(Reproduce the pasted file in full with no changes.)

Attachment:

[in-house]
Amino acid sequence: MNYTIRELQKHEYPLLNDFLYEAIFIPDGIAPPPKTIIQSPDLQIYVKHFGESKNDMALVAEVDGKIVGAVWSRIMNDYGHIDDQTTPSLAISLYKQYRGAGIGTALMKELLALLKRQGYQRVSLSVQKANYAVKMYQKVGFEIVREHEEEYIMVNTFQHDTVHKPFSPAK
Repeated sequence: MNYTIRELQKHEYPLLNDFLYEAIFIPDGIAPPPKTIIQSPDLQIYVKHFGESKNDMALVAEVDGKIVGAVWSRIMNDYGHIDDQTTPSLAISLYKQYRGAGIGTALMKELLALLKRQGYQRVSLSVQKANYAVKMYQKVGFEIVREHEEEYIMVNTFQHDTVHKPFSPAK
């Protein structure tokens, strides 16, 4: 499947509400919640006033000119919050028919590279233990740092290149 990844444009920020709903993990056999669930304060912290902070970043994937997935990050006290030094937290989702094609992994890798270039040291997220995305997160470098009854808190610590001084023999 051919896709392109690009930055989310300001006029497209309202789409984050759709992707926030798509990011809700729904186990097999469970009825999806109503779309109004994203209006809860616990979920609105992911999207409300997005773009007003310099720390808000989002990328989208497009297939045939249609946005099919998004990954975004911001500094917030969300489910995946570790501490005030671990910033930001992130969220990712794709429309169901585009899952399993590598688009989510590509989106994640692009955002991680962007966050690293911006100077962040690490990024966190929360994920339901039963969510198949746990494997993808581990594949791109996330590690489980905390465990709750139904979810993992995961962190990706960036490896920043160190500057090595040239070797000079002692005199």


[in-house]
Amino acid sequence: MNYTIRELQKHEYPLLNDFLYEAIFIPDGIAPPPKTIIQSPDLQIYVKHFGESKNDMALVAEVDGKIVGAVWSRIMNDYGHIDDQTTPSLAISLYKQYRGAGIGTALMKELLALLKRQGYQRVSLSVQKANYAVKMYQKVGFEIVREHEEEYIMVNTFQHDTVHKPFSPAK
Repeated sequence: MNYTIRELQKHEYPLLNDFLYEAIFIPDGIAPPPKTIIQSPDLQIYVKHFGESKNDMALVAEVDGKIVGAVWSRIMNDYGHIDDQTTPSLAISLYKQYRGAGIGTALMKELLALLKRQGYQRVSLSVQKANYAVKMYQKVGFEIVREHEEEYIMVNTFQHDTVHKPFSPAK
């Protein structure tokens, strides 16, 4: 499947509400919640006033000119919050028919590279233990740092290149 990844444009920020709903993990056999669930304060912290902070970043994937997935990050006290030094937290989702094609992994890798270039040291997220995305997160470098009854808190610590001084023999 051919896709392109690009930055989310300001006029497209309202789409984050759709992707926030798509990011809700729904186990097999469970009825999806109503779309109004994203209006809860616990979920609105992911999207409300997005773009007003310099720390808000989002990328989208497009297939045939249609946005099919998004990954975004911001500094917030969300489910995946570790501490005030671990910033930001992130969220990712794709429309169901585009899952399993590598688009989510590509989106994640692009955002991680962007966050690293911006100077962040690490990024966190929360994920339901039963969510198949746990494997993808581990594949791109996330590690489980905390465990709750139904979810993992995961962190990706960036490896920043160190500057090595040239070797000079002692005199």